(1) Finding What It Takes: Eliciting Answers In University English Classes; (2) Creating Individual Feedback Printouts Using Spreadsheet Software
(1) Finding What It Takes: Eliciting Answers In University English Classes
Trainees on the Cambridge CELTA course are taught to elicit answers and responses from students throughout lessons. Doing so is part of an effective, communicative, student-centered class style in which prior knowledge and collaboratively-arrived at answers are integral... but what if your students routinely shut down or panic when you call upon them? Simple, routine requests for verbal responses can often be met with interminable silences which derail the communicative pedagogy and frustrate and confuse both teachers and learners (Seiko, 2011).
Intercultural communication literature confirms that there are significant cultural expectations and propensities that need to be respectfully understood and overcome before our classrooms can become authentically communicative spaces (Banks, 2016; Hofstede, Hofstede, and Minkov, 2010). Among the factors at play are culture-based understandings of 'power-distance' between teachers and learners, the value placed on the collective versus rather than the individual, and the motivation towards 'uncertainty avoidance'.
I'll go over some effective strategies I have developed to help students come to feel comfortable enough interacting in the classroom that they can begin to avail themselves of the benefits of communicative language teaching. These include strategically raising students' consciousness regarding impediments to classroom communication, carrying out a carefully-programmed 'practice and disarming' stage early in a semester, and judiciously applying impactful negative feedback if unwillingness to communicate remains a problem.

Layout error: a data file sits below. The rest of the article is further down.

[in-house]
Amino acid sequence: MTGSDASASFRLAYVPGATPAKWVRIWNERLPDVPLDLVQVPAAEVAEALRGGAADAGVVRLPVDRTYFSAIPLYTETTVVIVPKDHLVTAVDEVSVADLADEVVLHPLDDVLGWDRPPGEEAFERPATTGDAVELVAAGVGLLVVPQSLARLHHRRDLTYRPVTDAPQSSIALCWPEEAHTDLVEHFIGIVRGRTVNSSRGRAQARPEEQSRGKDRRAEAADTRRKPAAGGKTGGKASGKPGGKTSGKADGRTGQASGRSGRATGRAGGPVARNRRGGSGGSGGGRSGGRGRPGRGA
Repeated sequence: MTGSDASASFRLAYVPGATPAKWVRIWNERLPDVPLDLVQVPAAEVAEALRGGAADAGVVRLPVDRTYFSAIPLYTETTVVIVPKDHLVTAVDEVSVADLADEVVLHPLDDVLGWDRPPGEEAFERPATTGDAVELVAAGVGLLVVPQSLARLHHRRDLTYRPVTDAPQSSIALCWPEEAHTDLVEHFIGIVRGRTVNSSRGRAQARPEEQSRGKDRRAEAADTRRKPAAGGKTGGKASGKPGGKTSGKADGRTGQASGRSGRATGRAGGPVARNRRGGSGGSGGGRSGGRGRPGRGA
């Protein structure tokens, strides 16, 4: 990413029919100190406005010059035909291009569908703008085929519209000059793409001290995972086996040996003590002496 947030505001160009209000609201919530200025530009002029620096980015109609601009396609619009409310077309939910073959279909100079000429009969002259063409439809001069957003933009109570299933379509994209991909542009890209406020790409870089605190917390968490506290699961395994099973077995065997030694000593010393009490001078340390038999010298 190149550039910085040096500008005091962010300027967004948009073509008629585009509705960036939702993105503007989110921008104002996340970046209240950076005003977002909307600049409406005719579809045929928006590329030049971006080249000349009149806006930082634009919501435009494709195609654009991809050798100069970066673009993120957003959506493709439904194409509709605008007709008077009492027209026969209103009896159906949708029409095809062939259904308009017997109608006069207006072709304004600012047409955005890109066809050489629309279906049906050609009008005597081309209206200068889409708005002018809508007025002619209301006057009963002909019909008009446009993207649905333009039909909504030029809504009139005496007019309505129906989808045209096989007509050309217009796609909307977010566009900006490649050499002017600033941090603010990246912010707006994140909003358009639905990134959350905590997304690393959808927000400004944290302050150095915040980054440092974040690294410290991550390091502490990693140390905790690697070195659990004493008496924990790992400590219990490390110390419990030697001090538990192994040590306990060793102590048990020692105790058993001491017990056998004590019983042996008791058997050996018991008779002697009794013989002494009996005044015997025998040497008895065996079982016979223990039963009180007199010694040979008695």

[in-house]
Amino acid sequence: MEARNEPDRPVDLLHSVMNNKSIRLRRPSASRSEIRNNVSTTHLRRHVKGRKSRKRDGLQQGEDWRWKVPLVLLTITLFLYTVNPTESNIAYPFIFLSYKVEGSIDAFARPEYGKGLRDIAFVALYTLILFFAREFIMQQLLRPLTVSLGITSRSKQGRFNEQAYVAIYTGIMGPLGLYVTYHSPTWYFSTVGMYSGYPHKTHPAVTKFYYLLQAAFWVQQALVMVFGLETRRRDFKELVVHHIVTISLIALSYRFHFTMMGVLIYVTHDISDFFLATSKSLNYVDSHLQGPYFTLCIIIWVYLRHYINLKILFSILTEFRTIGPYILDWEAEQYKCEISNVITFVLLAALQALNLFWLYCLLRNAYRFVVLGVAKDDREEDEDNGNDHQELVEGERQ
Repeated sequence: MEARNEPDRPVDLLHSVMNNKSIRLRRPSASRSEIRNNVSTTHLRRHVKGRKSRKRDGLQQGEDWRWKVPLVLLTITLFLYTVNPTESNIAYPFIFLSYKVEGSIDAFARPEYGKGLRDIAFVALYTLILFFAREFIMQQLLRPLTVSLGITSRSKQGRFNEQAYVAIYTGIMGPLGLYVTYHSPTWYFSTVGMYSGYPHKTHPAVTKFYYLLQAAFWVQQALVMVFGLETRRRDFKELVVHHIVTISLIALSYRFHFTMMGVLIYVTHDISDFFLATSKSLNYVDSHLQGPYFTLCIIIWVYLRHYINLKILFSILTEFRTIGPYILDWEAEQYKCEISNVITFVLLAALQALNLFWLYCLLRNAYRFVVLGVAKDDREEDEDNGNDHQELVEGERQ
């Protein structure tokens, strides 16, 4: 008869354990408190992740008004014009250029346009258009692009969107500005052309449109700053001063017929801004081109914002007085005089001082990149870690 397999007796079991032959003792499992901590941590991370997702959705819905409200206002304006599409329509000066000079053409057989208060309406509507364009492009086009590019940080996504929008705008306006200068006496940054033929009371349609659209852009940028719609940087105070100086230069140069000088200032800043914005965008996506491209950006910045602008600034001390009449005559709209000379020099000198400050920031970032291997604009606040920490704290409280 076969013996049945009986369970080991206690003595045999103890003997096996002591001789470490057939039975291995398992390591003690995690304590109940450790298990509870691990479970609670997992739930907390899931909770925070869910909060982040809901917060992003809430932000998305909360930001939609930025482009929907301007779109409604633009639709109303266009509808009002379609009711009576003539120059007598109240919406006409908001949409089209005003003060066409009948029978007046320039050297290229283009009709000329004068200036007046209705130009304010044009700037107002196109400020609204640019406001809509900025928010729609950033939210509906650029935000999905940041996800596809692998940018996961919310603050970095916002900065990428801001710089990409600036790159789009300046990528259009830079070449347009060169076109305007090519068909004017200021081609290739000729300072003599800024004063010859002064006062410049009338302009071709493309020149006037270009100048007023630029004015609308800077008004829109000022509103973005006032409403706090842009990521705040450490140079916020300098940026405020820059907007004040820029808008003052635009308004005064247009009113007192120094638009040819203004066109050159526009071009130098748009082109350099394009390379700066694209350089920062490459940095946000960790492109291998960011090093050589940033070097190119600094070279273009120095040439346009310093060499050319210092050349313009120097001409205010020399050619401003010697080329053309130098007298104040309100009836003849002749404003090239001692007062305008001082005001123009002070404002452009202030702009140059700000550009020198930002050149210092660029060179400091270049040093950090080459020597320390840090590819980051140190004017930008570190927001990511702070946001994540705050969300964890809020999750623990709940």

(2) Creating Individual Feedback Printouts Using Spreadsheet Software
Teachers doing continuing assessment (CA) collect scores, data, and quantified impressions of students each class, and provide feedback to students regularly. However, increasing concerns at the institutional level about student privacy has led to strict policies being enacted at many institutions. Regardless, students in CA-driven courses need to be kept informed. Since posting student identification alongside performance information is now ill-advised, one viable option is to hand out personalized reports to each student about their ongoing assessment. This daunting task is actually easy if your continued assessment is being recorded into a spreadsheet (like Excel). Come learn how to do this.
About the presenters:
Steve Paton (M.Ed, Apple Distinguished Educator) taught English for several years in Sydney, Australia before coming to Fukuoka in 2008.
William Pellowe (MA TEFL) is an Associate Professor at Kindai University’s campus in Iizuka City, Fukuoka. He has been teaching English in Japan since 1990.